Wealth Planning News
Vol. II, No. 1 This Newsletter describes some of the most important goals associated with maintaining your lifestyle and developing your own wealth plan. Rather than sticking to the basics of Estate Planning, we keep the playing field wide open by enabling you to hope, dream, and work with us towards assuring a result.
Vol. II, No. 2 Transfer taxes are imposed on wealth transferred from one generation to another via gift or inheritance. People who do little or only partial planning allow their descendants to pay most or all of the transfer taxes. People who take advantage of planning techniques allow their descendants to drastically reduce or entirely avoid the transfer taxes.
Why Give the IRS Any of Your Life Insurance? Vol. II, No. 3 Many people think life insurance passes free of taxes. It does pass free of income taxes in most cases, but is subject to death taxes when the insured owner dies. In fact, life insurance is added to everything else you own and pushes an estate into the taxable range, or to higher rates of taxation.
Vol. II, No. 4 Nothing about GRATs, NIMCRUTs, or FLPs in this issue. Just a conversation that helps you to understand what we do.
Vol. II, No. 5 A family limited partnership is an entity owned mostly by family members. The owners are parents (or a single parent), and one or more children (or even better, gifting trusts created for children or their descendants.) State law sanctions the entity, so it is a legal person under the law, with federal tax law implications.
Vol. II, No. 6 Valuation Discounts that apply to assets gifted or transferred at death can drastically reduce gift and estate taxes.
Vol. II, No. 7 A tax you can avoid by planning is a voluntary tax. Given a choice between keeping our assets or giving them to the IRS, we choose to keep our assets. We also have a choice for those loved ones who will receive our assets when we die. We can choose to let our loved ones give some of our assets to the IRS, or we can choose to let them keep the assets.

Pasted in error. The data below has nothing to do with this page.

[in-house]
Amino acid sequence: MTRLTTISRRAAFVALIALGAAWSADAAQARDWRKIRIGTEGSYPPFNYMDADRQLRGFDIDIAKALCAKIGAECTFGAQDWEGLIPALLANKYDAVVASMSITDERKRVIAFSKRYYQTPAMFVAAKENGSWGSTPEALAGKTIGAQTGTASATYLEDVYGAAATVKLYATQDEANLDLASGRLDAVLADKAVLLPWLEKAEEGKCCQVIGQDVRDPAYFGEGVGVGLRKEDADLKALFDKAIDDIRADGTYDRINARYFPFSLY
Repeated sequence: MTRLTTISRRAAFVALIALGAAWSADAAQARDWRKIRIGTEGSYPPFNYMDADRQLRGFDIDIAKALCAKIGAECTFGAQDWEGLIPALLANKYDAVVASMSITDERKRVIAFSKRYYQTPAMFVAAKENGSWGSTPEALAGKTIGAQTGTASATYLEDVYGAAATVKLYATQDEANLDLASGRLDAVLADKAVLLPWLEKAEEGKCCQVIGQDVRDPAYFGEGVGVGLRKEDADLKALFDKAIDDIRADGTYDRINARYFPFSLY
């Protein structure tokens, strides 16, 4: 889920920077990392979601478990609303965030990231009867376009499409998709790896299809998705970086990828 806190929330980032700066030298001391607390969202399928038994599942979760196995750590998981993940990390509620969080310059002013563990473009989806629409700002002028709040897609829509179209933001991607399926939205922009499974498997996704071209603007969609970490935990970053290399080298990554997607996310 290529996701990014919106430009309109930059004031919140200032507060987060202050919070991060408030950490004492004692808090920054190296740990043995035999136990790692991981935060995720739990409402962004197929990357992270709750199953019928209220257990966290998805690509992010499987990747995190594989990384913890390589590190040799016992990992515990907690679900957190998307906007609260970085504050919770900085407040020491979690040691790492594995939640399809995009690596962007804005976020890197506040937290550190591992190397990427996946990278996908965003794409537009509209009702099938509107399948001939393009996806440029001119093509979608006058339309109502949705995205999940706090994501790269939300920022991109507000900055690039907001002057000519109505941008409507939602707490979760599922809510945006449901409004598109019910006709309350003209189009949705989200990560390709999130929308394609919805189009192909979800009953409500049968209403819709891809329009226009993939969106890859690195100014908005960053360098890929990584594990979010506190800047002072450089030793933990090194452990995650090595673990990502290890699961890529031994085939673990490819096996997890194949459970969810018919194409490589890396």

Vol. II, No. 8 For many families death taxes are "voluntary" because parents can take actions to avoid the taxes for their descendants. This issue discusses reasons we fail to plan, with a view to getting you off your assets and into the office of a competent planner.
Vol. II, No. 9 A QPRT is a Qualified Personal Residence Trust. Find our reasons for its use and the relevant tax issues.
Vol. III, No. 3 Outright gifts can cause future problems. Potential to diminish incentive for loved ones to earn a living, and risk that the gift may be lost in a lawsuit or divorce are some of the big reasons it's better to gift in a protected manner. Gifting trusts of various kinds can ensure your beneficiaries receive in the ways in which you intend. Our newsletter may assist you with figuring out your own goals when making gifts.
Vol. III, No. 5 Why Consider a Private Charitable Foundation?
Vol. IV, No. 1 We live in a litigious society. We face liabilities in the workplace from "hot assets" we own, from a "hot" business or profession, and for a myriad of other reasons. "Hot" assets or "hot" professions generate liability claims. Claims are often not covered by insurance or only partly covered. We have to protect ourselves from catastrophic liability claims.
Vol. IV, No. 6 You need full control of your assets before disability. But you also need to allow for private and inexpensive management of your assets if you become disabled, under instructions you give in advance. The best way to meet this goal is by using a fully funded revocable living trust. Read our newsletter to learn about Disability Planning Goals.
Vol. IV, No. 7 Naming a Guardian is one of the most important legal decisions you will make as a parent. Remember what Santa does: He makes a list and checks it twice. This step is just as important for you when choosing potential guardians. Read our newsletter to find out what factors should be involved when you are considering any potential guardian for your minor children.
Vol. IV, No. 8 What to do when a personal residence is owned in part, or in whole, by a complex trust.